HollywoodChicago.com RSS   Facebook   HollywoodChicago.com on Twitter   Free Giveaway E-mail   

Film Review: ‘Hello I Must Be Going’ Provides Well-Deserved Star Vehicle for Melanie Lynskey

Printer-friendly versionPrinter-friendly versionE-mail page to friendE-mail page to friendPDF versionPDF version
No votes yet

CHICAGO – Melanie Lynskey is one of those effortlessly sublime character actresses who always seemed destined for stardom. At age 16, she made an astonishing film debut in Peter Jackson’s “Heavenly Creatures” opposite Kate Winslet. In the years that followed, she has proven adept at playing everything from a good-hearted stepsister (in “Ever After”) to a severely screwed-up mom (in “Win Win”).

HollywoodChicago.com Oscarman rating: 4.0/5.0
Rating: 4.0/5.0

Yet Todd Louiso’s “Hello I Must Be Going” is the first film to place Lynskey front and center, and it’s about time. As Amy, a 35-year-old divorcée who moves back in with her parents, Lynskey captures the agony of a grown woman whose directionless life has caused her to become stagnant in the dependency of adult adolescence. While her father, Stan (John Rubinstein), overwhelms her with unconditional support, her mother, Ruth (Blythe Danner), grumbles about the liberal arts degree that went nowhere and the doubts she harbors about her daughter’s future.

StarRead Matt Fagerholm’s full review of “Hello I Must Be Going” in our reviews section.

This is the sort of flawed protagonist that has become commonplace in Hollywood, thanks in large part to the tremendous success of Apatowian comedies like “The 40-Year-Old Virgin” and “Knocked Up.” The key difference in Louiso’s film is that the character happens to be a woman. Screenwriter Sarah Koskoff has created a thoroughly engaging female character without compromising her less attractive qualities or her nagging arrested development. While HBO has taken long strides in the past year of endearing viewers to proudly unconventional females on “Enlightened,” “Veep,” and the brilliant Judd Apatow-produced “Girls,” women like Amy are still a rare breed on cinema screens. At a time when economic turmoil has caused many to feel stranded by their circumstances, it’s easy to imagine many moviegoers identifying with Amy even as they squirm in their seats. Her ex, David (Dan Futterman), treats her with such dismissiveness that her feelings of self-worth have sunk to an all-time low. She’s so defeated that the mere idea of dressing up feels like an alien concept. To prepare for her parents’ latest slew of sophisticated guests, Amy fixes herself up in front of her mirror and plasters a smile on her face while exclaiming that most popular of expletives (hint: it rhymes with “yuck”).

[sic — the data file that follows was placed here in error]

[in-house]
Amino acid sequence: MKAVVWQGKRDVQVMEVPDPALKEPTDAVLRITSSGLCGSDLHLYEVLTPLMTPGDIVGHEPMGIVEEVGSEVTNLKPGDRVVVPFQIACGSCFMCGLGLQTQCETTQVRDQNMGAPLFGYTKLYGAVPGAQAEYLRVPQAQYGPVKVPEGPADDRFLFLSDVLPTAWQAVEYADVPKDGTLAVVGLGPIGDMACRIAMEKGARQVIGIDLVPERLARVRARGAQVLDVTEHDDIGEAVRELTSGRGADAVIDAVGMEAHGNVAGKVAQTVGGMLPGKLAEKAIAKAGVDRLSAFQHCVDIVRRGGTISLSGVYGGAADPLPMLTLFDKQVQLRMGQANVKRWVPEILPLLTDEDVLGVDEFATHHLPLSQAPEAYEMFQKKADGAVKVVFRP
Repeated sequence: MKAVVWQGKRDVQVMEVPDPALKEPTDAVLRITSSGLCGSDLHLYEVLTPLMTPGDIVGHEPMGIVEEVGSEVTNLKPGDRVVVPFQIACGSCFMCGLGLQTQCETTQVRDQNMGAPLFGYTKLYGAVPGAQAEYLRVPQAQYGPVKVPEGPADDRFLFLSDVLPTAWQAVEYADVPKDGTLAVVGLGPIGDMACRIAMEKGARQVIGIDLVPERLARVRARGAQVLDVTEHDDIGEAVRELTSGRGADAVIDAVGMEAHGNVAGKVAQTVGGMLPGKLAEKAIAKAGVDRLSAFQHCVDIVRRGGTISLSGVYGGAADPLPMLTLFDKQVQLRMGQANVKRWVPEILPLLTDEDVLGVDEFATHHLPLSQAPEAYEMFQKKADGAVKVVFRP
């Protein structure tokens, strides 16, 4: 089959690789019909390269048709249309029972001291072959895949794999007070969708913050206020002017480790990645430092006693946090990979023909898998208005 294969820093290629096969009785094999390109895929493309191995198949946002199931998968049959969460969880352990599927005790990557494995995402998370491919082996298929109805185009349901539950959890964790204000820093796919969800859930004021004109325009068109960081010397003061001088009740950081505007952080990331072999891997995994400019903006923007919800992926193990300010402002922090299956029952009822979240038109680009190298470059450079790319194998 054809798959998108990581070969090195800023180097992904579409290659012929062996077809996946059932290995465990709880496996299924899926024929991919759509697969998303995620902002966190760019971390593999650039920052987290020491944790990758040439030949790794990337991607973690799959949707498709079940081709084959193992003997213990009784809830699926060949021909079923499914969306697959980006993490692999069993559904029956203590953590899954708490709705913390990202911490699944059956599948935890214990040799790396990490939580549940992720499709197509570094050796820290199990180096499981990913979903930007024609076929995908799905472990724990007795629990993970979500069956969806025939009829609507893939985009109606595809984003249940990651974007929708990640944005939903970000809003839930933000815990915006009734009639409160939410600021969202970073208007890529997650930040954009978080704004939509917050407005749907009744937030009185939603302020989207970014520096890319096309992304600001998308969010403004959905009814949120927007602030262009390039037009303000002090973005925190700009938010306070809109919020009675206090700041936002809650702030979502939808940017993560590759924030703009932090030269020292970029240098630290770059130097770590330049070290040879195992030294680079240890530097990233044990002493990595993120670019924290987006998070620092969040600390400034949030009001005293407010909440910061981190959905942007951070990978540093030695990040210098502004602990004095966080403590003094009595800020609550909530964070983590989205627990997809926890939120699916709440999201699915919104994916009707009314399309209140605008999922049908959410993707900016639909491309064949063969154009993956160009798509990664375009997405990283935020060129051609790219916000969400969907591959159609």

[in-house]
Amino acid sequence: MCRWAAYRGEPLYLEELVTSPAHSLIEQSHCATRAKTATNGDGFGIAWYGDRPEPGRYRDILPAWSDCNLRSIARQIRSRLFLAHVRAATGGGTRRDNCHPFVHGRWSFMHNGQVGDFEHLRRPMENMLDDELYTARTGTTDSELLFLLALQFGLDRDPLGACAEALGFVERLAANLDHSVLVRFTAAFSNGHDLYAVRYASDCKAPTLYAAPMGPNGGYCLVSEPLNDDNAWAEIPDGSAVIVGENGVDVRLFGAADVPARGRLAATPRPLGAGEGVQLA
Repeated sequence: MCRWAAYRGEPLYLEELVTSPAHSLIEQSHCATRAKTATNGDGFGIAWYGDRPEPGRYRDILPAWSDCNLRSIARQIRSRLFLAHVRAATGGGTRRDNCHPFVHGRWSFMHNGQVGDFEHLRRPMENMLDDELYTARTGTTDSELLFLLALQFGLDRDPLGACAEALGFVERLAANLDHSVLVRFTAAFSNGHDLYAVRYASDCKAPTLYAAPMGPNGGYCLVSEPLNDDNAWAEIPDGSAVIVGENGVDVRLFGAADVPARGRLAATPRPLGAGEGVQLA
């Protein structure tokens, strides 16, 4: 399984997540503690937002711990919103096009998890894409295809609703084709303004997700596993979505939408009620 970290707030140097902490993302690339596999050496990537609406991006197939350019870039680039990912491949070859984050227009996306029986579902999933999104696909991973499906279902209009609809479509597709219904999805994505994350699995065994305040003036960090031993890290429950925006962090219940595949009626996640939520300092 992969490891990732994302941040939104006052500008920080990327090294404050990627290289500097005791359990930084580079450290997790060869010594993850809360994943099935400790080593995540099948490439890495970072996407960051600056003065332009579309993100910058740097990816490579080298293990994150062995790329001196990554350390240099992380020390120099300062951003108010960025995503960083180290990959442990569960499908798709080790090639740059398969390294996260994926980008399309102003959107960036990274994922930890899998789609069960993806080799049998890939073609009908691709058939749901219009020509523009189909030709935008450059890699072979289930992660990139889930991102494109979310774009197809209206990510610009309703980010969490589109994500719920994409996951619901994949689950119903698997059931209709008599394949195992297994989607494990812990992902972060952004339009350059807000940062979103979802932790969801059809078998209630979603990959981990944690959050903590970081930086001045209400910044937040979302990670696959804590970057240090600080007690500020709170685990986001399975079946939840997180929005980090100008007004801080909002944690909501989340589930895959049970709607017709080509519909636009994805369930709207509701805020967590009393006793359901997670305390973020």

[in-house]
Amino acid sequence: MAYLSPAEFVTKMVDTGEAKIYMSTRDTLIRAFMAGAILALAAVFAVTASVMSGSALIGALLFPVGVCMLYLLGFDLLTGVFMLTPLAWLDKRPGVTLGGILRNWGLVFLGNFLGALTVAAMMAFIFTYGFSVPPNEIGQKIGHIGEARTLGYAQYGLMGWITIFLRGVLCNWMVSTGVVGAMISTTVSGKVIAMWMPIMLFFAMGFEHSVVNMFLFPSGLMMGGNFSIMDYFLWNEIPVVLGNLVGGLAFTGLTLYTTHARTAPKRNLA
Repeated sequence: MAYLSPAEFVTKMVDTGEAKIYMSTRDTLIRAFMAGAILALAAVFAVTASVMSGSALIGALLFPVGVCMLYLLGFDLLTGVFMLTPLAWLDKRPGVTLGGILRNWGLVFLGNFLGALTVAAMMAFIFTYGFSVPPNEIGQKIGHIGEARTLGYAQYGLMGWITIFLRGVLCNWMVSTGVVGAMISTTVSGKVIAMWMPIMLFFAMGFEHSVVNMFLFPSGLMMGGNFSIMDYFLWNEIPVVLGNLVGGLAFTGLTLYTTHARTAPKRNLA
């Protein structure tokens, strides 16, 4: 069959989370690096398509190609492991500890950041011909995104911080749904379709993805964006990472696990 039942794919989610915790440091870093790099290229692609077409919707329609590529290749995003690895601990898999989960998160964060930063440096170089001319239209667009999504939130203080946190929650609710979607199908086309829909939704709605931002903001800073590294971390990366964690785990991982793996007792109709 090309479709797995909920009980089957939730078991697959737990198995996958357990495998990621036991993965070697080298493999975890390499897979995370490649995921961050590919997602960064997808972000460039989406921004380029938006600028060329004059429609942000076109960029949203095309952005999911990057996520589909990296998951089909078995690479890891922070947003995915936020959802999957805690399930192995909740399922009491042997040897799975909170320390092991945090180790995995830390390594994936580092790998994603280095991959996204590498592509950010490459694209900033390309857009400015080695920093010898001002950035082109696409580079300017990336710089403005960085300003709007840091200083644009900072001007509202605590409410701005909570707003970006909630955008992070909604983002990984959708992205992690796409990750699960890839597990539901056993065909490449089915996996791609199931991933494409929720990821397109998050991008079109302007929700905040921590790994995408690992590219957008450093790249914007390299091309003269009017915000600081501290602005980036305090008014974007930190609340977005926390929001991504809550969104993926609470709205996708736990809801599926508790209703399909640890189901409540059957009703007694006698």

‘Hello I Must Be Going’ stars Melanie Lynskey, Christopher Abbott, Blythe Danner, John Rubinstein, Julie White and Dan Futterman. It was written by Sarah Koskoff and directed by Todd Louiso. It was released September 21st at Landmark Century Centre and Landmark Renaissance Place. It is rated R.

StarContinue reading for Matt Fagerholm’s full “Hello I Must Be Going” review.

Christopher Abbott and Melanie Lynskey star in Todd Louiso’s Hello I Must Be Going.
Christopher Abbott and Melanie Lynskey star in Todd Louiso’s Hello I Must Be Going.
Photo credit: Oscilloscope Laboratories

Post new comment

The content of this field is kept private and will not be shown publicly.
CAPTCHA
This question is for testing whether you are a human visitor and to prevent spam submissions.
Image CAPTCHA
Enter the characters shown in the image.

Hot stories on the Web

User Login

Free Giveaway Mailing

TV, DVD, BLU-RAY & THEATER REVIEWS

  • Positively Present: An Uplifting Cabaret

    CHICAGO – When faced with adversity, the best way around it is to somehow break into song. That is the feeling behind the Brown Paper Box Co.’s “Positively Present: An Uplifting Cabaret,” running April 7th and 8th at Mary’s Attic in Chicago’s Andersonville neighborhood. The event features company member Kristi Szczepanek as host, and presents song stylings by other company members, including Anna Schutz, plus some special guests. For details and ticket information, click here.

  • Kid Thing, The

    CHICAGO – Like the awesome Engine Who Could, the mighty Nothing Without a Company stage crafters have constructed another triumph at their new home in Berger Mansion on Chicago’s north side. “The Kid Thing” – written by Sarah Gubbins – is a terse, convincing and emotional play about fear, identity and breeding, and it is performed by its cast of five with utter authenticity. The show has a Thursday-Sunday run at the Berger North Mansion through April 15th, 2017. Click here for more details, including ticket information.

Advertisement



HollywoodChicago.com on Twitter

archive

HollywoodChicago.com Top Ten Discussions
tracker